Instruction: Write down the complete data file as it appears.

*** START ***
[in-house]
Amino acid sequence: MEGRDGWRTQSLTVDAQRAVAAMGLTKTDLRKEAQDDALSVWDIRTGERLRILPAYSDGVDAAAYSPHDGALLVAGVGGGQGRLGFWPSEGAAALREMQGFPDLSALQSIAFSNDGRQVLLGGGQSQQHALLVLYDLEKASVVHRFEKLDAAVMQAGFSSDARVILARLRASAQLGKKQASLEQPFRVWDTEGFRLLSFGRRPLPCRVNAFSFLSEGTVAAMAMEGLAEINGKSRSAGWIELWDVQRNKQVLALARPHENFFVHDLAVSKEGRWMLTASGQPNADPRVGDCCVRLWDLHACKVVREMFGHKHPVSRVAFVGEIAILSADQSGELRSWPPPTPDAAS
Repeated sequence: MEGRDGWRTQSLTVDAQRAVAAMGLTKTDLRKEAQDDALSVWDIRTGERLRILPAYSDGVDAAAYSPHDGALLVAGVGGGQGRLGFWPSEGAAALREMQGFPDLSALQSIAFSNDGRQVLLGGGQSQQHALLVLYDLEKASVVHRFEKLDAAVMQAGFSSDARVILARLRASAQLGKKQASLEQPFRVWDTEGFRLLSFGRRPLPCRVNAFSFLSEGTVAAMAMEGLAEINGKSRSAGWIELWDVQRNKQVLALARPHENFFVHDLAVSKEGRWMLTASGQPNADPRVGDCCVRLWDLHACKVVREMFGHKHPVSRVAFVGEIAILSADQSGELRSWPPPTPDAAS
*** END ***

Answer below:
[in-house]
Amino acid sequence: MEGRDGWRTQSLTVDAQRAVAAMGLTKTDLRKEAQDDALSVWDIRTGERLRILPAYSDGVDAAAYSPHDGALLVAGVGGGQGRLGFWPSEGAAALREMQGFPDLSALQSIAFSNDGRQVLLGGGQSQQHALLVLYDLEKASVVHRFEKLDAAVMQAGFSSDARVILARLRASAQLGKKQASLEQPFRVWDTEGFRLLSFGRRPLPCRVNAFSFLSEGTVAAMAMEGLAEINGKSRSAGWIELWDVQRNKQVLALARPHENFFVHDLAVSKEGRWMLTASGQPNADPRVGDCCVRLWDLHACKVVREMFGHKHPVSRVAFVGEIAILSADQSGELRSWPPPTPDAAS
Repeated sequence: MEGRDGWRTQSLTVDAQRAVAAMGLTKTDLRKEAQDDALSVWDIRTGERLRILPAYSDGVDAAAYSPHDGALLVAGVGGGQGRLGFWPSEGAAALREMQGFPDLSALQSIAFSNDGRQVLLGGGQSQQHALLVLYDLEKASVVHRFEKLDAAVMQAGFSSDARVILARLRASAQLGKKQASLEQPFRVWDTEGFRLLSFGRRPLPCRVNAFSFLSEGTVAAMAMEGLAEINGKSRSAGWIELWDVQRNKQVLALARPHENFFVHDLAVSKEGRWMLTASGQPNADPRVGDCCVRLWDLHACKVVREMFGHKHPVSRVAFVGEIAILSADQSGELRSWPPPTPDAAS